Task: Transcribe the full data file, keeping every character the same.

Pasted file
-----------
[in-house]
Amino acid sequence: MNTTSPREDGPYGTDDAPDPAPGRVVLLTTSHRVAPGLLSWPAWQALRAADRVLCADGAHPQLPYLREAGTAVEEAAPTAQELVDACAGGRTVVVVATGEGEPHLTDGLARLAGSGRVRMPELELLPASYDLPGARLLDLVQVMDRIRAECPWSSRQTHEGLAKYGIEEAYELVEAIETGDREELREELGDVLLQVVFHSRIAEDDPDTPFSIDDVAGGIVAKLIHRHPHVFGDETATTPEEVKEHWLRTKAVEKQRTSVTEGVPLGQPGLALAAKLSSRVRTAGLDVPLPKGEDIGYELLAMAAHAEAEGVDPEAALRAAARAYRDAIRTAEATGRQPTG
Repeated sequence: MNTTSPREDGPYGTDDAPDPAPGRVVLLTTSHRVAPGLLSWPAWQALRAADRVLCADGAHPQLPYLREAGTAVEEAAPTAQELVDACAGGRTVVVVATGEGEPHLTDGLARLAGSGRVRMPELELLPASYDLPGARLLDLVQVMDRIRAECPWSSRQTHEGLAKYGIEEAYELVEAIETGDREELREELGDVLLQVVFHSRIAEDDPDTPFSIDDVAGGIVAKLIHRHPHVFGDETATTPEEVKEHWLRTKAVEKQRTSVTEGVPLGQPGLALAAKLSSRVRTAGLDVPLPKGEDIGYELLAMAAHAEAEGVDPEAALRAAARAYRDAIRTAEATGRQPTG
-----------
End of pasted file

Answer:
[in-house]
Amino acid sequence: MNTTSPREDGPYGTDDAPDPAPGRVVLLTTSHRVAPGLLSWPAWQALRAADRVLCADGAHPQLPYLREAGTAVEEAAPTAQELVDACAGGRTVVVVATGEGEPHLTDGLARLAGSGRVRMPELELLPASYDLPGARLLDLVQVMDRIRAECPWSSRQTHEGLAKYGIEEAYELVEAIETGDREELREELGDVLLQVVFHSRIAEDDPDTPFSIDDVAGGIVAKLIHRHPHVFGDETATTPEEVKEHWLRTKAVEKQRTSVTEGVPLGQPGLALAAKLSSRVRTAGLDVPLPKGEDIGYELLAMAAHAEAEGVDPEAALRAAARAYRDAIRTAEATGRQPTG
Repeated sequence: MNTTSPREDGPYGTDDAPDPAPGRVVLLTTSHRVAPGLLSWPAWQALRAADRVLCADGAHPQLPYLREAGTAVEEAAPTAQELVDACAGGRTVVVVATGEGEPHLTDGLARLAGSGRVRMPELELLPASYDLPGARLLDLVQVMDRIRAECPWSSRQTHEGLAKYGIEEAYELVEAIETGDREELREELGDVLLQVVFHSRIAEDDPDTPFSIDDVAGGIVAKLIHRHPHVFGDETATTPEEVKEHWLRTKAVEKQRTSVTEGVPLGQPGLALAAKLSSRVRTAGLDVPLPKGEDIGYELLAMAAHAEAEGVDPEAALRAAARAYRDAIRTAEATGRQPTG